I have a good friend who is a monk from another Tradition and he migrated here some years ago from Asia. He told me this story a few years ago.
After some years here he was hired by a University in the city and given a very good job. It was around that time, he met a lady with whom he fell in love and they were making plans to marry but in order to do so, he would first have to go back to his monastery in Asia and obtain a dispensation from his vows as a monk. So he left during the summer holiday and regained his monastery where he had a meeting with the abbot. The abbot was very happy to see him and asked many questions about his life in the city. The time came and he told the abbot the reason why he came to see him and asked to be relieved of his vows. The abbot looked at him and said, “we are so honored that one of our monks was nominated in such a post at the University which is so well renowned. We want you to keep this post at the University and we are not allowing you to be dispensed of your vows.”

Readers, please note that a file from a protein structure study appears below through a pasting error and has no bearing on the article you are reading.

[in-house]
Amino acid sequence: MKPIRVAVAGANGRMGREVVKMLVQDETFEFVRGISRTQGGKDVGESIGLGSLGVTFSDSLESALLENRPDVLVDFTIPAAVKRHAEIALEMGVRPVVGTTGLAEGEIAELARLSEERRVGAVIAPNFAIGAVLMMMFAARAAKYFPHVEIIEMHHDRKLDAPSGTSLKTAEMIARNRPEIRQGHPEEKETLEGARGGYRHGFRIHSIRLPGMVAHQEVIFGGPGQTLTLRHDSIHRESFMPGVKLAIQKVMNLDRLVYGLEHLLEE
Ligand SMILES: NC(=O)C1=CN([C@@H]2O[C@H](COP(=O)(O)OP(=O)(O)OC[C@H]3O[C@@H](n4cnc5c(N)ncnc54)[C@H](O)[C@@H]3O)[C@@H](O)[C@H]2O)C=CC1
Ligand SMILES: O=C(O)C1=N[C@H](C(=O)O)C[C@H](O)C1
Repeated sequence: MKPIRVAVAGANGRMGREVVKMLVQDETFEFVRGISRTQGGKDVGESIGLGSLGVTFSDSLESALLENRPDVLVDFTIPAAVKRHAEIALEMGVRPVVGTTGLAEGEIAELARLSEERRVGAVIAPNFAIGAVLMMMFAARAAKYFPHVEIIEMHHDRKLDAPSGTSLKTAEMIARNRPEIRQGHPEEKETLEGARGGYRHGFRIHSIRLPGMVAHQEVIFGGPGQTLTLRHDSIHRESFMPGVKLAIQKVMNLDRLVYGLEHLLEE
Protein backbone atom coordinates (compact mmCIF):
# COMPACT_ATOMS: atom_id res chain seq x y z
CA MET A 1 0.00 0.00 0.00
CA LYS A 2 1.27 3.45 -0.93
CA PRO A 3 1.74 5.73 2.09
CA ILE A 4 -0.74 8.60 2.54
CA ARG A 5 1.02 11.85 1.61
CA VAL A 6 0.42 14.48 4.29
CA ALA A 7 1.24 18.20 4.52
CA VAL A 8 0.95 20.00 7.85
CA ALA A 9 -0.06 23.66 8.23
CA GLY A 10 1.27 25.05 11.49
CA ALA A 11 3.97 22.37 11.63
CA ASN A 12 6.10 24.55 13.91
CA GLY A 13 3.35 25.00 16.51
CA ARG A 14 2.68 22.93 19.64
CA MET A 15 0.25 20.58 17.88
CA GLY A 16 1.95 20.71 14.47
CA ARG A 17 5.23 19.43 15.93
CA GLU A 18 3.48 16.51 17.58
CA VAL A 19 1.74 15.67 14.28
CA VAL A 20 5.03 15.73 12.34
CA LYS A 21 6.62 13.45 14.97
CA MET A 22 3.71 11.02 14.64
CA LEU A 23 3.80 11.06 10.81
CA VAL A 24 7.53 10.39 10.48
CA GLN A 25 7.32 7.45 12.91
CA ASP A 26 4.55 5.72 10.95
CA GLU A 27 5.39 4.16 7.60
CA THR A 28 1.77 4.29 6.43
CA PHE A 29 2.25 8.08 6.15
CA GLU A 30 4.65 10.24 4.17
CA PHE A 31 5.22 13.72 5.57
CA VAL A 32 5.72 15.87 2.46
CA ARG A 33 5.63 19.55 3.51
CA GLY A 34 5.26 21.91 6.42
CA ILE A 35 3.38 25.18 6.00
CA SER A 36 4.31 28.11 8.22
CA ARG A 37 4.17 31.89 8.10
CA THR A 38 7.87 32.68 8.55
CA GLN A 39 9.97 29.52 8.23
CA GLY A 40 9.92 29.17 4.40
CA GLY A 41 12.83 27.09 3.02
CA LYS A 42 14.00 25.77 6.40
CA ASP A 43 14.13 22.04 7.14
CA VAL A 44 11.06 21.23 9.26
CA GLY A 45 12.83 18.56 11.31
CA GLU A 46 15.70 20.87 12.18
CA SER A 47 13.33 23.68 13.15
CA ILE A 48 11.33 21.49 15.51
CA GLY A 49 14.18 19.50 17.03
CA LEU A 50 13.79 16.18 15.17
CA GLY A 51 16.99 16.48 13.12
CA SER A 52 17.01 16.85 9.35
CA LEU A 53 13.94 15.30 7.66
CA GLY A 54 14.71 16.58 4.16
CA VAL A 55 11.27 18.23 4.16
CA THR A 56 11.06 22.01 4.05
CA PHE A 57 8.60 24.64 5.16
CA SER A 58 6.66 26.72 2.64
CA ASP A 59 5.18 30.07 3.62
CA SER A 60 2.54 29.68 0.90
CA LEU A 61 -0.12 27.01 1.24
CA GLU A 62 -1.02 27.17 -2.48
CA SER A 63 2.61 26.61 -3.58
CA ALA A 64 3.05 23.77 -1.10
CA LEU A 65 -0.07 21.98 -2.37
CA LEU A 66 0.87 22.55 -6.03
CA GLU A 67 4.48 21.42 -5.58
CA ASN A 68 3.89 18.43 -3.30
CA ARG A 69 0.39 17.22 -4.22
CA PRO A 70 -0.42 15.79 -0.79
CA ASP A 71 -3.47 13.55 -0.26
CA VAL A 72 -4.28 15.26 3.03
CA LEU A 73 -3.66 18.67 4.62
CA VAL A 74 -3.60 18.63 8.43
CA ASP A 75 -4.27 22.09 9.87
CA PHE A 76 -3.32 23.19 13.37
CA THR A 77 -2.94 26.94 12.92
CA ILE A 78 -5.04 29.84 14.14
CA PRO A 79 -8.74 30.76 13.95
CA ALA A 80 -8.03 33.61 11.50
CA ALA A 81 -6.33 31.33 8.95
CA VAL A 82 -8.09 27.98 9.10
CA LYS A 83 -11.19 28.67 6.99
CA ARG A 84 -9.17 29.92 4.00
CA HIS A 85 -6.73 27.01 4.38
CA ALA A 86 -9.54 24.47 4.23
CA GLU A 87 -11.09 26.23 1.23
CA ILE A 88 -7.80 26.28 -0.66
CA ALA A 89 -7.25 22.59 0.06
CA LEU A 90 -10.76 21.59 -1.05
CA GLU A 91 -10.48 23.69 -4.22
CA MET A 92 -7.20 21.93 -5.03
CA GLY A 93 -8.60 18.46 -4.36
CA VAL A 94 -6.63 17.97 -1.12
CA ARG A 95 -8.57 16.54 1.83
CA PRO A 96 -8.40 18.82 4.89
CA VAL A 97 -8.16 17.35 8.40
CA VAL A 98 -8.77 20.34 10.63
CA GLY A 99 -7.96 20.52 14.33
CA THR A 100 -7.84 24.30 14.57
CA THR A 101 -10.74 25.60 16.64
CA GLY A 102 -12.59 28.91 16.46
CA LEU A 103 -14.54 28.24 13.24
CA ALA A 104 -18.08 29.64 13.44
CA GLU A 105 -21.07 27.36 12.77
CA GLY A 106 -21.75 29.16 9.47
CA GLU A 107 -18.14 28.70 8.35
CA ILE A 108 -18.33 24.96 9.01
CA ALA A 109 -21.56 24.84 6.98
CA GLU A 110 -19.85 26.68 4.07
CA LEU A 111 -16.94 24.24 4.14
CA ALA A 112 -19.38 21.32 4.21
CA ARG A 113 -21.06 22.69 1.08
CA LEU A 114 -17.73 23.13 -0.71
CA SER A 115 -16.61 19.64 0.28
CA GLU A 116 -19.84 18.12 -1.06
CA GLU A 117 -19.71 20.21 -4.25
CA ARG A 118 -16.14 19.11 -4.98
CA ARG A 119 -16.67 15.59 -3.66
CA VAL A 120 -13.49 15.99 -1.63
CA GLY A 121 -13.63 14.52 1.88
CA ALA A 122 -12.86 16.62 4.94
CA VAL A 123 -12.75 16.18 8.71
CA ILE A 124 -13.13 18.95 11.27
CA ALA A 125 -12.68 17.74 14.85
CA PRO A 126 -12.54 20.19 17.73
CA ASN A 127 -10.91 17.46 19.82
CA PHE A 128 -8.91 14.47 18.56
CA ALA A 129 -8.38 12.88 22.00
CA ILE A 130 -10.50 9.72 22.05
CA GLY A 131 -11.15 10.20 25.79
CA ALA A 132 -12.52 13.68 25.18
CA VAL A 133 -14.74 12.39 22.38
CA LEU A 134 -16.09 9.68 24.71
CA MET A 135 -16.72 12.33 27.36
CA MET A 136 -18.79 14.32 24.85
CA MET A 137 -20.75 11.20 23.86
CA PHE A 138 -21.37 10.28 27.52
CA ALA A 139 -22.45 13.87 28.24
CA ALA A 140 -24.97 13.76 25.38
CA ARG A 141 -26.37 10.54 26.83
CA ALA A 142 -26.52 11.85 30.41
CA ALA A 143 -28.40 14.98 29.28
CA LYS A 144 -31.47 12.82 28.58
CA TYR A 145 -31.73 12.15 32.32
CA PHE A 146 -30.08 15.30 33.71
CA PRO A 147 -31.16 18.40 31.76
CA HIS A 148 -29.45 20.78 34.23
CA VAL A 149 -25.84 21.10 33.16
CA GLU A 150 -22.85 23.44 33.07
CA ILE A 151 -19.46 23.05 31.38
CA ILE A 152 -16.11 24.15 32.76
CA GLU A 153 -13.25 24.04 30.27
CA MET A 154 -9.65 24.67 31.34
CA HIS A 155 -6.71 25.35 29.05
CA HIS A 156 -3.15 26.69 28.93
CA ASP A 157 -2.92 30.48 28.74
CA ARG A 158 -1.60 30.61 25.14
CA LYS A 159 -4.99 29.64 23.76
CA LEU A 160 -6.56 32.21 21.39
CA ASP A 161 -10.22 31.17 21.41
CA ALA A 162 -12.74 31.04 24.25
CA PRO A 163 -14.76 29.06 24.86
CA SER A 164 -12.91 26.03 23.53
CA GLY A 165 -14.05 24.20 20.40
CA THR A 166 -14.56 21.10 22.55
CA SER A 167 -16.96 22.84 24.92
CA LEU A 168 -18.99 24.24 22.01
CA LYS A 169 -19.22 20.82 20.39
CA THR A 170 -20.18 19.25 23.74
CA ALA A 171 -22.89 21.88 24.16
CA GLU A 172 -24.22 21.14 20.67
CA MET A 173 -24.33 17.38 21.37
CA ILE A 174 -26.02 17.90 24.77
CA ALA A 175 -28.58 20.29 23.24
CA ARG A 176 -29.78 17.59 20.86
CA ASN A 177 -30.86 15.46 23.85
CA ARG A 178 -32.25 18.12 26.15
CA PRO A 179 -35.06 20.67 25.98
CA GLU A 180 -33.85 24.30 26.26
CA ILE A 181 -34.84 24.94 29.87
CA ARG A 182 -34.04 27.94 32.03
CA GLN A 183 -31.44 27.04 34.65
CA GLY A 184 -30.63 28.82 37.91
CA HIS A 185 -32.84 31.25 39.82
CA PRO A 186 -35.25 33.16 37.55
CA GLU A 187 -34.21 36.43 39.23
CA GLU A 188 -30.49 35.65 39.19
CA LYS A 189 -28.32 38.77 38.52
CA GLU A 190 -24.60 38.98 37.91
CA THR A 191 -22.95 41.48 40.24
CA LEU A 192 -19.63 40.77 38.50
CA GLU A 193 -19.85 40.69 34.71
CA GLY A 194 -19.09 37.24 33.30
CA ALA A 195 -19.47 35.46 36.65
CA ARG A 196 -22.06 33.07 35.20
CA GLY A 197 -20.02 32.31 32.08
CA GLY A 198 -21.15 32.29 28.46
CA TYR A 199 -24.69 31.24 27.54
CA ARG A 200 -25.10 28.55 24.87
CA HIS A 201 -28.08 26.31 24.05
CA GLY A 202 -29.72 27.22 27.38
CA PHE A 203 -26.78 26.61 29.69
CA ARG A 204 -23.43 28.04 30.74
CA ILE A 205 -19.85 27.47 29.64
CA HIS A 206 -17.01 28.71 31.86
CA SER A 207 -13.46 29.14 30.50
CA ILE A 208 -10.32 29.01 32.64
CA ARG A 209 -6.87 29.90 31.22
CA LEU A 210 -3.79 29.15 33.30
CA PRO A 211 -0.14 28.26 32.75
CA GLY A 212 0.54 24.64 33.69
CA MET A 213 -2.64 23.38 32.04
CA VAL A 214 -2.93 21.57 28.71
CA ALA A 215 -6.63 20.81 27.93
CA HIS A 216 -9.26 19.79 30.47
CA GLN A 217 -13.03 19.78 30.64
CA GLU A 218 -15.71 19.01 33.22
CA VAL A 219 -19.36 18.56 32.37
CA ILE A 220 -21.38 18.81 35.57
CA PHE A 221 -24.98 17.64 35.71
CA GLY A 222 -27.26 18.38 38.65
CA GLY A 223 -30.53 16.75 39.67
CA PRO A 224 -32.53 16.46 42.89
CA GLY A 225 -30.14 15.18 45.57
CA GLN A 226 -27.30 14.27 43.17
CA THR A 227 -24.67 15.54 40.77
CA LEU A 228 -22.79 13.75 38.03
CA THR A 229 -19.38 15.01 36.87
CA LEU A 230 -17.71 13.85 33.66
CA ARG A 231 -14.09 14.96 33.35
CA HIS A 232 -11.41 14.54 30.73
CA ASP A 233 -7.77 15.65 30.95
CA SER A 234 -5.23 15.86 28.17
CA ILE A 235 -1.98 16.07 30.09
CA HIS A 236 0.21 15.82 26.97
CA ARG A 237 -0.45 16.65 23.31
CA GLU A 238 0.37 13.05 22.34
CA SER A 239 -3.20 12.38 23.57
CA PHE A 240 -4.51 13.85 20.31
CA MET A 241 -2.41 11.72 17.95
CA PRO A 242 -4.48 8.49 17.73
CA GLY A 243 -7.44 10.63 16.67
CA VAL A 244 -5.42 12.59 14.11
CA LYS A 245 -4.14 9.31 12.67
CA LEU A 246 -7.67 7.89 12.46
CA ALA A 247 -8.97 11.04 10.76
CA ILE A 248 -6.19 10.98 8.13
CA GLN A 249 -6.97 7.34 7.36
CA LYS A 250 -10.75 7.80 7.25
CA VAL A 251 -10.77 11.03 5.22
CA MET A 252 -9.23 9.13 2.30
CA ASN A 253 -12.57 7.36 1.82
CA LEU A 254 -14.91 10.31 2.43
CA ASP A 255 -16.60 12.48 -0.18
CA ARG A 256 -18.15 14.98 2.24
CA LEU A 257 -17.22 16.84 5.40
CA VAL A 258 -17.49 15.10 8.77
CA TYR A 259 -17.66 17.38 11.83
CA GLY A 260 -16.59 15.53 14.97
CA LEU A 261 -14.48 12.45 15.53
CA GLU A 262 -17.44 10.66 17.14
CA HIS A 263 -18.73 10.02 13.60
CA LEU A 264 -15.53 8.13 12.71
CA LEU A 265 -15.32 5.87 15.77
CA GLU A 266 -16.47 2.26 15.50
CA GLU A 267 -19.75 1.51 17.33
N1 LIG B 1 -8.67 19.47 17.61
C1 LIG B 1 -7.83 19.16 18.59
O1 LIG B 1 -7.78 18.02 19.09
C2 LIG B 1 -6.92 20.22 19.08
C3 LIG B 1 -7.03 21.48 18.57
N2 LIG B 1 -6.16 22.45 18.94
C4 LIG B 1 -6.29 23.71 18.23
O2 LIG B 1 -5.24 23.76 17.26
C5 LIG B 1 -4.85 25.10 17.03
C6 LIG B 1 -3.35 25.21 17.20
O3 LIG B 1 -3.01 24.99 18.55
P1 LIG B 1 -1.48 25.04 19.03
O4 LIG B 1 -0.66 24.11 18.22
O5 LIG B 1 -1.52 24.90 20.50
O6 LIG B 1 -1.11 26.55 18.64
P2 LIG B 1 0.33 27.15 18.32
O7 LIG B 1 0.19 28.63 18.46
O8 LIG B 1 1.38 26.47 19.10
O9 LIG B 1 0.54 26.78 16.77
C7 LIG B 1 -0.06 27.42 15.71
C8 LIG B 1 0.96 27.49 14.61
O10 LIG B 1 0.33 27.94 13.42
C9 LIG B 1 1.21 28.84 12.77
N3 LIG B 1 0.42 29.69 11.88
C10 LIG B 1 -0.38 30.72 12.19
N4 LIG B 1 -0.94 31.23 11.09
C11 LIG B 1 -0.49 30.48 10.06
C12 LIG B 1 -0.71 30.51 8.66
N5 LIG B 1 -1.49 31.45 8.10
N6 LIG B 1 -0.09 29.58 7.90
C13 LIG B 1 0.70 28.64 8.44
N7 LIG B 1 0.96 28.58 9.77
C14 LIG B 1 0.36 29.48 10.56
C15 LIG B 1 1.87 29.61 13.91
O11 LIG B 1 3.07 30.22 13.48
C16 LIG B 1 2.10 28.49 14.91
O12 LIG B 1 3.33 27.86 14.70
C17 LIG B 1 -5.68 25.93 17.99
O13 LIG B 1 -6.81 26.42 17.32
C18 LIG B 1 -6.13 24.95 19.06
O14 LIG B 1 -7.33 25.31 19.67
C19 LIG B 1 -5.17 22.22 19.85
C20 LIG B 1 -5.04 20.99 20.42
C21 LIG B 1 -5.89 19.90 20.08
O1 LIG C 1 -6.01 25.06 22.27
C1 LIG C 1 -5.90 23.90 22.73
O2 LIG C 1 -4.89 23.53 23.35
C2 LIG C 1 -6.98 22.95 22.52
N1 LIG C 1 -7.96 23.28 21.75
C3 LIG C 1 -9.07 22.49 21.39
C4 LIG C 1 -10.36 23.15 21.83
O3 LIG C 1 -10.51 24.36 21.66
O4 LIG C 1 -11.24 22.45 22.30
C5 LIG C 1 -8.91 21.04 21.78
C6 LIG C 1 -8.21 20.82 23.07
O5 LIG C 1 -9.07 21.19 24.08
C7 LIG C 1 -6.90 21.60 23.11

So the monk came back to the city and he said, “I went to see my lady friend and told her I had something important to tell her and she said, “So do I.” She insisted that he tells her first what he had to say and so he did and with her head down a bit, she said, “Now here is what I have to say: while you were away I was able to reflect and I came to this decision, I will not continue to have a relationship with you.”